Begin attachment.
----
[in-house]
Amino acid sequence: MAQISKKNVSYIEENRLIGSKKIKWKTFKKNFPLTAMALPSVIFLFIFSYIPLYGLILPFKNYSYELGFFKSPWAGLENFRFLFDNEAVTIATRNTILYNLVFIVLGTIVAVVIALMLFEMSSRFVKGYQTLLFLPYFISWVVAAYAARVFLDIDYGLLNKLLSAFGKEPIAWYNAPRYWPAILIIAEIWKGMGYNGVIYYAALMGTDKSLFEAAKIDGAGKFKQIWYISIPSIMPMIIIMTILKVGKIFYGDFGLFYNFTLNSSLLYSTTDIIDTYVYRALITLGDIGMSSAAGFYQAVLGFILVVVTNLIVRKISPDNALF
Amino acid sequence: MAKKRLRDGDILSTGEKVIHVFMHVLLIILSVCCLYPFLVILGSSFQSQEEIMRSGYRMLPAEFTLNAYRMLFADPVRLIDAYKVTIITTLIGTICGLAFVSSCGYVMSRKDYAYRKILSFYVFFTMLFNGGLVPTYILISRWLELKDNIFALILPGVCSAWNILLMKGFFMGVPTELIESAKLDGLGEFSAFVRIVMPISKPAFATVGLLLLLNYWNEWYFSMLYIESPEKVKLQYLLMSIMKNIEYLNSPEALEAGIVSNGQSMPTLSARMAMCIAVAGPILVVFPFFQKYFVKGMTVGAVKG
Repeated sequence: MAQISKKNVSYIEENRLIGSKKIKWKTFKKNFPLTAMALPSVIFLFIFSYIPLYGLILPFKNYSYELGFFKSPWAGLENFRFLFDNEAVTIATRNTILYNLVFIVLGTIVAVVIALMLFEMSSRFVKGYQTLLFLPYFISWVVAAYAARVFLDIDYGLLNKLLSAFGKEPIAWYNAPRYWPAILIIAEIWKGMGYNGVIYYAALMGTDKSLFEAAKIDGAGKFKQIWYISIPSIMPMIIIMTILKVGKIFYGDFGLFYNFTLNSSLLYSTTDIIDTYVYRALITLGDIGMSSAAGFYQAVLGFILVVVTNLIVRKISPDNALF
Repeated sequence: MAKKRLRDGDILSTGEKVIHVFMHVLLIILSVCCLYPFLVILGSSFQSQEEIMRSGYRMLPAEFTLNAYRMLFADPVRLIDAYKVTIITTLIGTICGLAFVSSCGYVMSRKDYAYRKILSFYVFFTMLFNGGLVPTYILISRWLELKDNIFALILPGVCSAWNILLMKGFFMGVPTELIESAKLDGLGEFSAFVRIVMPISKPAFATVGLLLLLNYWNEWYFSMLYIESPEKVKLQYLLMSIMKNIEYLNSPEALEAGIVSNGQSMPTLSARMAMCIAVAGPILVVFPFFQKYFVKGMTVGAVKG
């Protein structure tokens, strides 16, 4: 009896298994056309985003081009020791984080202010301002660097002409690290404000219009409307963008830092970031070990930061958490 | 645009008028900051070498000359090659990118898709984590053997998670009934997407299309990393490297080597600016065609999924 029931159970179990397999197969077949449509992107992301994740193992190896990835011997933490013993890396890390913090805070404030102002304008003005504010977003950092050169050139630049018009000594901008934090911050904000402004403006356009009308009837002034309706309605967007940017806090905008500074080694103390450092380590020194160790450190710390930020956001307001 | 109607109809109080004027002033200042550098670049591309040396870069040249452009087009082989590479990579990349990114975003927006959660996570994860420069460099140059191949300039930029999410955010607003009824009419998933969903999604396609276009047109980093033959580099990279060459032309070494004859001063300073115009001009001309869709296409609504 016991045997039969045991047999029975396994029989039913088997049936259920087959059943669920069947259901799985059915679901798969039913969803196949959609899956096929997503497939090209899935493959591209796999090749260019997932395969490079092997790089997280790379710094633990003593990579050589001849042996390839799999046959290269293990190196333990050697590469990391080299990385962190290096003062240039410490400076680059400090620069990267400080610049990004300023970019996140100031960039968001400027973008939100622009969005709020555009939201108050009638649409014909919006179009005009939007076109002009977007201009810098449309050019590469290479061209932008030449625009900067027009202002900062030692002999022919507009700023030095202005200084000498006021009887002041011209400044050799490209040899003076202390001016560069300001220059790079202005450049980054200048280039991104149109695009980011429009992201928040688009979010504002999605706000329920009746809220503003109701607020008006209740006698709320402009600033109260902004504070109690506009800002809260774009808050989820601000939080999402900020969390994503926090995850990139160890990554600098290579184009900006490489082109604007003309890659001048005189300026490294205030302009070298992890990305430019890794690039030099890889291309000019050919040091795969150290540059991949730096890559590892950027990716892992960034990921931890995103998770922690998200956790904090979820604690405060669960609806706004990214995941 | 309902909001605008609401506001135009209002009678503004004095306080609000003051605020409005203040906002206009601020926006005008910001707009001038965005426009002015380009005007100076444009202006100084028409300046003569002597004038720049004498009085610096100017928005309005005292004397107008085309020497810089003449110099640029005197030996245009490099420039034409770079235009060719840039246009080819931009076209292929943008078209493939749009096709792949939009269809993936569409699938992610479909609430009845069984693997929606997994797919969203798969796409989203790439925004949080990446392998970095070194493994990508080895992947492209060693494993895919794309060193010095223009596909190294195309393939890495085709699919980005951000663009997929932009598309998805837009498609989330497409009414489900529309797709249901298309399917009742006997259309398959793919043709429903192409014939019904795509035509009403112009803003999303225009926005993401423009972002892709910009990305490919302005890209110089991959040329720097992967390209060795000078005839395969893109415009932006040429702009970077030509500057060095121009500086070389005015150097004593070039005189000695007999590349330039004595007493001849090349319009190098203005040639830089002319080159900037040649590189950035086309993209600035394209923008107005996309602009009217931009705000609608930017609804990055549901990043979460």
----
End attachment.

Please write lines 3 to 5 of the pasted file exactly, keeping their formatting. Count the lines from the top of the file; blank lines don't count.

Amino acid sequence: MAKKRLRDGDILSTGEKVIHVFMHVLLIILSVCCLYPFLVILGSSFQSQEEIMRSGYRMLPAEFTLNAYRMLFADPVRLIDAYKVTIITTLIGTICGLAFVSSCGYVMSRKDYAYRKILSFYVFFTMLFNGGLVPTYILISRWLELKDNIFALILPGVCSAWNILLMKGFFMGVPTELIESAKLDGLGEFSAFVRIVMPISKPAFATVGLLLLLNYWNEWYFSMLYIESPEKVKLQYLLMSIMKNIEYLNSPEALEAGIVSNGQSMPTLSARMAMCIAVAGPILVVFPFFQKYFVKGMTVGAVKG
Repeated sequence: MAQISKKNVSYIEENRLIGSKKIKWKTFKKNFPLTAMALPSVIFLFIFSYIPLYGLILPFKNYSYELGFFKSPWAGLENFRFLFDNEAVTIATRNTILYNLVFIVLGTIVAVVIALMLFEMSSRFVKGYQTLLFLPYFISWVVAAYAARVFLDIDYGLLNKLLSAFGKEPIAWYNAPRYWPAILIIAEIWKGMGYNGVIYYAALMGTDKSLFEAAKIDGAGKFKQIWYISIPSIMPMIIIMTILKVGKIFYGDFGLFYNFTLNSSLLYSTTDIIDTYVYRALITLGDIGMSSAAGFYQAVLGFILVVVTNLIVRKISPDNALF
Repeated sequence: MAKKRLRDGDILSTGEKVIHVFMHVLLIILSVCCLYPFLVILGSSFQSQEEIMRSGYRMLPAEFTLNAYRMLFADPVRLIDAYKVTIITTLIGTICGLAFVSSCGYVMSRKDYAYRKILSFYVFFTMLFNGGLVPTYILISRWLELKDNIFALILPGVCSAWNILLMKGFFMGVPTELIESAKLDGLGEFSAFVRIVMPISKPAFATVGLLLLLNYWNEWYFSMLYIESPEKVKLQYLLMSIMKNIEYLNSPEALEAGIVSNGQSMPTLSARMAMCIAVAGPILVVFPFFQKYFVKGMTVGAVKG